I am so talented suddenly so now I can give you the link to David Remnick’s article. But keep your hands off of him – he is mine. Of course I am just joking! He lives in New York, I live in San Francisco. I do admit that New York is closer than Dubai but that guy had a private jet AND an airlines and that did not work out either. Here is the link and more of the story expertly written by my hero. https://www.newyorker.com/magazine/2020/04/13/new-york-city-in-the-coronavirus-pandemic?utm_source=onsite-share&utm_medium=email&utm_campaign=onsite-share&utm_brand=the-new-yorker.
“And so you stick your head out the window of an apartment that you haven’t left in days and look down and around. You wait awhile before you see a single scurrying soul, her arms full of groceries. She’s wearing a mask and walking with the urgency of a thief. She crosses Broadway, past blooming magnolias on the traffic divider. She quickens her step and heads toward Amsterdam Avenue. Like all of us, she is trying to outrun the thing she cannot see. You close the window and wash your hands for the fourteenth time that day. “Happy birthday to you . . .” Twenty seconds of it. Never less.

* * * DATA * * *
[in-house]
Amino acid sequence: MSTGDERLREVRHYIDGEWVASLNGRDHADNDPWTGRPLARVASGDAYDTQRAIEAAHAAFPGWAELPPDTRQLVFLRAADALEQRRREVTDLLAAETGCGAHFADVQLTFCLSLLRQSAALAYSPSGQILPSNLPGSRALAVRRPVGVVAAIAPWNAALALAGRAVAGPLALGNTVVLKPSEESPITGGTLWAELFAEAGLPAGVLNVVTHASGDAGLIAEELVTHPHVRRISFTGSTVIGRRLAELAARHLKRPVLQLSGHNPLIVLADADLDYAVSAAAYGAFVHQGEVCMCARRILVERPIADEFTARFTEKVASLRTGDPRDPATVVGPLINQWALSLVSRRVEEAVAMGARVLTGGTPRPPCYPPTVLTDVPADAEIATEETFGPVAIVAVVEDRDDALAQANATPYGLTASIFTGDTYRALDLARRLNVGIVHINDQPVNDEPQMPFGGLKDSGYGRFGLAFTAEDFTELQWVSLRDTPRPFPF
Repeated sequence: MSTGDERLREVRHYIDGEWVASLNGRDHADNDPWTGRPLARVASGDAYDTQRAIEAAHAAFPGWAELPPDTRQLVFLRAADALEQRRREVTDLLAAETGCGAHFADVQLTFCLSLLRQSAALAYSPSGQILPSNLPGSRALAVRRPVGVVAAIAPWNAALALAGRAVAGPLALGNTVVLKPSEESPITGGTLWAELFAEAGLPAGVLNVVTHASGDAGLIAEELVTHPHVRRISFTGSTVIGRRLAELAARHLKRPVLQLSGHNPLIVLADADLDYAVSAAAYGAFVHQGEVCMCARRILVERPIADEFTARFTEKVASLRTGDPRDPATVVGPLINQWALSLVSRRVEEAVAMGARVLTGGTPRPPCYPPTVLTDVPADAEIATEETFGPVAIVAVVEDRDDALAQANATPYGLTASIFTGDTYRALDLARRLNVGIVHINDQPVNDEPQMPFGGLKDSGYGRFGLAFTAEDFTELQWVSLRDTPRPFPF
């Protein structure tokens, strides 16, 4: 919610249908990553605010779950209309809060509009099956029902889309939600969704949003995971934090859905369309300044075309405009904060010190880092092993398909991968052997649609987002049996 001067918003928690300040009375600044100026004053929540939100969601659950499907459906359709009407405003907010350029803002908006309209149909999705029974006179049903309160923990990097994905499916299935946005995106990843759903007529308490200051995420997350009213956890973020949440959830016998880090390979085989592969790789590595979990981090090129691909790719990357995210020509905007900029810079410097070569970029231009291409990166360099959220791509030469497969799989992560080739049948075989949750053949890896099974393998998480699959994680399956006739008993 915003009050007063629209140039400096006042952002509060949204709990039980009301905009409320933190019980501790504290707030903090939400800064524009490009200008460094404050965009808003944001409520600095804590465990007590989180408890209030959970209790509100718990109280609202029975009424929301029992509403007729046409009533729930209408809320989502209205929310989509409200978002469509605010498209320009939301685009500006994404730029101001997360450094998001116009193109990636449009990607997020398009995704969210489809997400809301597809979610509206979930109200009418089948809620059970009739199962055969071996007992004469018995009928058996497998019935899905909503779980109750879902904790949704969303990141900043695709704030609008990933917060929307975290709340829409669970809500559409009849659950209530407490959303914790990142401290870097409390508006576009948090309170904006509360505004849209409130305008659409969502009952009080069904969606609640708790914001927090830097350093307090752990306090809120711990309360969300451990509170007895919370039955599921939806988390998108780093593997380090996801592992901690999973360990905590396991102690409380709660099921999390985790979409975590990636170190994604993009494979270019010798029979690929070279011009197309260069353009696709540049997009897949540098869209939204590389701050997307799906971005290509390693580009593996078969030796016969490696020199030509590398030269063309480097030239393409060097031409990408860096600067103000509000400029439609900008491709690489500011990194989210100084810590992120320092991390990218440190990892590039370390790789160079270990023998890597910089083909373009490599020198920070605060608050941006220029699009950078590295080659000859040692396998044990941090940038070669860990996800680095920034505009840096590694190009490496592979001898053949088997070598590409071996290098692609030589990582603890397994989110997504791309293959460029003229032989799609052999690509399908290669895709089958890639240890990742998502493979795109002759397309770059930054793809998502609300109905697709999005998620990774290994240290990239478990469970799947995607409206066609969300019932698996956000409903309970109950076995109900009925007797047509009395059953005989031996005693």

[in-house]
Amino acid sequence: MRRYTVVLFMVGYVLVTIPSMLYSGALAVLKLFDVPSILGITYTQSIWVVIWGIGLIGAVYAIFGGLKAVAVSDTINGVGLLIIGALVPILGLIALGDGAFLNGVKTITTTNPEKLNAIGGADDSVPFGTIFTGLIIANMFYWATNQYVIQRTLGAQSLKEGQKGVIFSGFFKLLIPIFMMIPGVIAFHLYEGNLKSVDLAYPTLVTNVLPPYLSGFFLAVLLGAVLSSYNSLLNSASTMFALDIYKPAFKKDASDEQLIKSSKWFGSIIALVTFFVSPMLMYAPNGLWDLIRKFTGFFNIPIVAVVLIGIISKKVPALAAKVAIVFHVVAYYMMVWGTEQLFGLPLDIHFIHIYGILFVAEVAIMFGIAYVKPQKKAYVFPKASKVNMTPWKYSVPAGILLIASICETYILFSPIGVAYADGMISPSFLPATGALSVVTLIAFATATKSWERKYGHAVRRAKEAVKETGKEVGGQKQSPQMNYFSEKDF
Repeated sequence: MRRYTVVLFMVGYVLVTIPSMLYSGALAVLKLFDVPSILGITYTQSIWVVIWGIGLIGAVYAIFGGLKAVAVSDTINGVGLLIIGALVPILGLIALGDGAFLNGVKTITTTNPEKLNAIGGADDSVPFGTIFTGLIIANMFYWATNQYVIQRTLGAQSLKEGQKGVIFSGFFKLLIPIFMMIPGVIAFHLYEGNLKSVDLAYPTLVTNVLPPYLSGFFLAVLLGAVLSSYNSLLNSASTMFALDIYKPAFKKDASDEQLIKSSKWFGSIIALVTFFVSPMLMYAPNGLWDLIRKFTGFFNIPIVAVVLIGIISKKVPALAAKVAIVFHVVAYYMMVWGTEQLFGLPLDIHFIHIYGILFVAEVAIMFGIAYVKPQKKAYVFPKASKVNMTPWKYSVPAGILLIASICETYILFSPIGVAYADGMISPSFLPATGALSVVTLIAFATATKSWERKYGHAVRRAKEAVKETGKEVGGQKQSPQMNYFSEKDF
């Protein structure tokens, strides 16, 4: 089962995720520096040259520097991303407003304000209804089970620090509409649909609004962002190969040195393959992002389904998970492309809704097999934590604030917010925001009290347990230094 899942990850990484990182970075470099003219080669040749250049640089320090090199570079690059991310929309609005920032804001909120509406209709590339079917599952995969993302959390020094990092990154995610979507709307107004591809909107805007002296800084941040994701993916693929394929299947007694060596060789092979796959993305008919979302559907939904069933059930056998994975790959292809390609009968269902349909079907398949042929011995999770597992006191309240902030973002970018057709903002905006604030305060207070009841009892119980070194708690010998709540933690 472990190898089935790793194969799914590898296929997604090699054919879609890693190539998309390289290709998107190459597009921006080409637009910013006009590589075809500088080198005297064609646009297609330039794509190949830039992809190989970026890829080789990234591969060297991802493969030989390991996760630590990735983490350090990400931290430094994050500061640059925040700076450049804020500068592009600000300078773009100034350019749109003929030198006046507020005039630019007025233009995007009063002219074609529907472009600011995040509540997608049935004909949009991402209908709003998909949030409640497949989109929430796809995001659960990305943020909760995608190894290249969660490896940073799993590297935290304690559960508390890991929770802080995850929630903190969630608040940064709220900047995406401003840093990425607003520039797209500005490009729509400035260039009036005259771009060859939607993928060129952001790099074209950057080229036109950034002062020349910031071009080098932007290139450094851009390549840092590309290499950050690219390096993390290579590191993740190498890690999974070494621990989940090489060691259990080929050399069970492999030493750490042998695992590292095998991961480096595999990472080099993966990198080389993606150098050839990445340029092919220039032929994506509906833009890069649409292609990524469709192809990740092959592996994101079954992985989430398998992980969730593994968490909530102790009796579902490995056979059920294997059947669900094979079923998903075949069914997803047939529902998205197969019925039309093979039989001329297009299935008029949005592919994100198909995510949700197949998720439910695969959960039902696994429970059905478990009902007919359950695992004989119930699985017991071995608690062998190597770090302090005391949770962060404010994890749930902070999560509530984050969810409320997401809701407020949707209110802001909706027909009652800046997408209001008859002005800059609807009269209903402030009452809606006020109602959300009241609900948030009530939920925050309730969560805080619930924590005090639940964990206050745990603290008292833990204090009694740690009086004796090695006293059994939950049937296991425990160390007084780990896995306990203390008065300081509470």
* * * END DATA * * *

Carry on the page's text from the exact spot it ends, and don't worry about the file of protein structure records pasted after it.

“On any person who desires such queer prizes, New York will bestow the gift of loneliness and the gift of privacy,” E. B. White wrote, in the summer of 1948. But these queer prizes are now a public-health requirement. Because New Yorkers are not medieval monks, we mostly chafe at the imposed solitude. We do our best to overcome it through technologies that White would have had a hard time imagining: We text. We Zoom. We send one another links about virology. (We are all immunologists now.)”
The photograph reveals the dream catcher by my bed. It has a full time job as I sleep for hours and hours in the lock down, and dream constantly and well, waking up wondering what was reality and what is a dream. To differentiate: reality has a sound track, dreams do not.